Sunday, May 29, 2011

Slow and steady

Well, things are still the same. Toby goes in daily for his cyclosporin infusion and his PCV always come out the same, 28%. We are cutting back on one of his meds, we'll see if that makes any difference. It is nice that at least he is stable, but it's also a very slooooowwwww work in progress to get a PCV above 30%.

We've asked ourselves how long we think Toby wants to keep going in for cyclosporin infusions and having a catheter in his arm. We don't know that answer. He is tired a lot of the time, but he is still super curious. I take him on short walks half way around the block and he always wants to go longer. He walks slowly, but he still wants to go. We try to take him and Meg for long rides in the stroller whenever possible, just so he can get out and see things. After his cataract surgery just over a year ago Toby has a great appreciation for being able to see things, so his stroller rides are even more special.

The only real change is that Toby's brain is somehow missing the connection to the rest of his body telling him when he needs to have a bowel movement. Hence, he sometimes has a BM without even knowing it. He's had a rectal exam by both internists and physically he's fine. It's not a side effect of any of the medications he is on, so they're thinking it's a mental thing, perhaps just due to age. Or perhaps since he has IMHA and is prone to blood clots, maybe he had a minor clot and the part of his brain that tells him "Oh, I have to poop, I should do outside", doesn't work anymore. So sometimes he poops as he's walking, or even sleeping, without even knowing it. It's unfortunate to see, but I don't think Toby cares much. And there are worse things in the world than having to pick up poop.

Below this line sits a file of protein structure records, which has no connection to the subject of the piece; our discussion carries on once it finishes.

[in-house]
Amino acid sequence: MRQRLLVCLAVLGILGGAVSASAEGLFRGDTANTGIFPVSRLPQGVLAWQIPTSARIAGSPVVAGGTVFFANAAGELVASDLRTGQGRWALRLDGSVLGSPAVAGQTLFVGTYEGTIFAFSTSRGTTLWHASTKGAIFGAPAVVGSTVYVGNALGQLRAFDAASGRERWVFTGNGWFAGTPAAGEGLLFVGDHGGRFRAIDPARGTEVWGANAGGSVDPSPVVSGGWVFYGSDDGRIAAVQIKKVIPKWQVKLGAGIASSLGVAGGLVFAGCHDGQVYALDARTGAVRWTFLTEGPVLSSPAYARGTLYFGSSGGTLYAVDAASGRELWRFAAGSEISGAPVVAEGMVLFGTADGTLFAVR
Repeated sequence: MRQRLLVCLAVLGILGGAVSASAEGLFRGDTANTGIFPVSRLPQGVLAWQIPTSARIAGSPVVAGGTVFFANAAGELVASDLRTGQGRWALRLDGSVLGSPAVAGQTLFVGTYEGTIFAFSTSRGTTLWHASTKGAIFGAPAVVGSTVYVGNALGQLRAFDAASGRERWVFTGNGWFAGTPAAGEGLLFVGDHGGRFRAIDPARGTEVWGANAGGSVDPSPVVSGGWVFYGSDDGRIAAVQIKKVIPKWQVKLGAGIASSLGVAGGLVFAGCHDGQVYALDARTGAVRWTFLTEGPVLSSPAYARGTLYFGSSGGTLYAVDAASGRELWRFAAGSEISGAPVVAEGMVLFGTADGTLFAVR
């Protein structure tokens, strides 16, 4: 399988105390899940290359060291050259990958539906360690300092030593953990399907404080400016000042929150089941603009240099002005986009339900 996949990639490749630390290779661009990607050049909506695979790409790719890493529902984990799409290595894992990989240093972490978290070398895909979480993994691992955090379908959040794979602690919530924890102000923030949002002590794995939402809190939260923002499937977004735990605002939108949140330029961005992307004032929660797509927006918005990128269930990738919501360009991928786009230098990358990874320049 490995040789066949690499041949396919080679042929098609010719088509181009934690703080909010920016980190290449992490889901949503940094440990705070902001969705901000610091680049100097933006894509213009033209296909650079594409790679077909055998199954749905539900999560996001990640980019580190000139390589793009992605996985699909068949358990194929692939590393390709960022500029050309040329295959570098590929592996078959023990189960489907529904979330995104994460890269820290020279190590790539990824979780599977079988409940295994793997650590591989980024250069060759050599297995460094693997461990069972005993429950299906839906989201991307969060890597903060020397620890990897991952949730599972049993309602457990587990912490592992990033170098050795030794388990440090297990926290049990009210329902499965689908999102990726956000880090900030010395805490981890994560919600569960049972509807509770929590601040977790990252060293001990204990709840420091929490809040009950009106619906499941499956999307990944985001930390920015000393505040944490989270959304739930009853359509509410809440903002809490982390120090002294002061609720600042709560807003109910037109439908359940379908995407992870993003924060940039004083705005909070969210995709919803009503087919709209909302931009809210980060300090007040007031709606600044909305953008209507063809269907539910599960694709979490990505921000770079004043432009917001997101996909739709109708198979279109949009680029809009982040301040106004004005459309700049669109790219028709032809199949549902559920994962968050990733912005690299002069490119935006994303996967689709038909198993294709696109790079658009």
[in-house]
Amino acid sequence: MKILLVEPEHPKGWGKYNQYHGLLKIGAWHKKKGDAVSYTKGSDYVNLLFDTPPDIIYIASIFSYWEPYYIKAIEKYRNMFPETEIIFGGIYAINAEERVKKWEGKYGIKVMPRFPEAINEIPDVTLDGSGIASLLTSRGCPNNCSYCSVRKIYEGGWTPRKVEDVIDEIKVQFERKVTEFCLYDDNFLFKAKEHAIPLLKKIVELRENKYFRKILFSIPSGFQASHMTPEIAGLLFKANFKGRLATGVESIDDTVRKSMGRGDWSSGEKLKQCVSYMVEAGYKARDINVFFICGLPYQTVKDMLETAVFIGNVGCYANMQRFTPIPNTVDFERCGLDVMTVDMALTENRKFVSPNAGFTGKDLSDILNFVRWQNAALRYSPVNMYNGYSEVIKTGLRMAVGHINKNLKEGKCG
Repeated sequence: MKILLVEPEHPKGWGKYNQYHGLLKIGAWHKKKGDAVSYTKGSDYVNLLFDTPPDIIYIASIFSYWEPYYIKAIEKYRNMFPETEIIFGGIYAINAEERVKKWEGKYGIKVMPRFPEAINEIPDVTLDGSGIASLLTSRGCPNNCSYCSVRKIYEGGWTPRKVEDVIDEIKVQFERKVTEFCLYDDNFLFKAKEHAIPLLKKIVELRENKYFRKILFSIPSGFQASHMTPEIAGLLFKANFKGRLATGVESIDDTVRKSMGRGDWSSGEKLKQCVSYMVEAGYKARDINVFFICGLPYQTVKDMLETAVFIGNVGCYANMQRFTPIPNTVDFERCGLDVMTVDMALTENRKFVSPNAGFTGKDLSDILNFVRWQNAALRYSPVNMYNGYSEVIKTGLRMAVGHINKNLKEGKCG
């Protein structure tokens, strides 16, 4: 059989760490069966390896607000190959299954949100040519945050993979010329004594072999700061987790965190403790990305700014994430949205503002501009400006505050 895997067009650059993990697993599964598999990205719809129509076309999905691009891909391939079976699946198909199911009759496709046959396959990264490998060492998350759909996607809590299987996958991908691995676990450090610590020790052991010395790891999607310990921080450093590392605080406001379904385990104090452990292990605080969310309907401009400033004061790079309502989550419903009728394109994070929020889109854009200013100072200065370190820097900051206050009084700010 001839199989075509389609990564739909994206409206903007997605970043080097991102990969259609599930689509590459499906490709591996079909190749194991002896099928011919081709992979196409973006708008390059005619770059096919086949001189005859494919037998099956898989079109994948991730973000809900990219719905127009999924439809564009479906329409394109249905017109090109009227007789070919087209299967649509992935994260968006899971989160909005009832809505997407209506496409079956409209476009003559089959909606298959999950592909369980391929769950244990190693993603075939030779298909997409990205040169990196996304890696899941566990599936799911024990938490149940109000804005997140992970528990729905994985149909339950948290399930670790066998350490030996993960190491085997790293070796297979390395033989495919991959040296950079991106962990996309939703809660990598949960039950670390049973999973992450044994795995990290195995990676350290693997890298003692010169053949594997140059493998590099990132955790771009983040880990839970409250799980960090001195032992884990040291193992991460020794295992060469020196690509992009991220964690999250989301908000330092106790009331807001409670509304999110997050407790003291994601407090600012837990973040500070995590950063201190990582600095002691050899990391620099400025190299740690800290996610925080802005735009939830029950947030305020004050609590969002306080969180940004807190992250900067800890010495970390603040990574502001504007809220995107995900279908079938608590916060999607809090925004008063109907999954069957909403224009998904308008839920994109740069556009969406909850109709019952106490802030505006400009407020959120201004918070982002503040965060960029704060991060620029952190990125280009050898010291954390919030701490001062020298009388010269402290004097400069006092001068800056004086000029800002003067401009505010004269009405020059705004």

Tomorrow is Memorial Day, and Monday. John and I are both working so the kids will probably end up staying at the hospital with me all day. They would much rather be at home, but at least this way I can keep a close eye on them.

Thanks to everyone for the get well wishes, and the orders for biscuits and biscotti. We hope to be making more this week!

Friday, May 27, 2011

Quick Update

Sorry for the lapse in updates, there really hasn't been much change for Toby. His PCV is still at 27 and he is still making daily trips to the hospital. The tough thing is that in his case, no news isn't good news. Despite the moments of wagging tail and face licks, most of the time he has very little energy. We're back again at the tough place of asking Toby how long he wants to go on...

One thing that is helping me through this is a book I started reading, Redemption by Nathan Winograd. Winograd is a champion of the No Kill shelter movement and while I read the first few pages with what I would call pragmatic skepticism, the passion of his writing has reminded me of why we're going through this. He notes that a major flaw in shelters is that they blame euthanasia of healthy animals on the public, faulting them for not spaying/neutering, seeking breeders and puppy mills over adoption and failing to provide forever homes. The reality, as he puts it, should be that anytime a health animal is euthanized, it is a failure of the shelter to advocate for that animal and find it a home. It has to be the role of shelters and SPCAs to fight for life.

We're vegans out of respect for life. Toby is in our home out of respect for life. We are fighting hard to save him out of respect for life. Living a life that exercises that belief brings me a great level of peace, even in the midst of this.

Tuesday, May 24, 2011

Celebrating the little things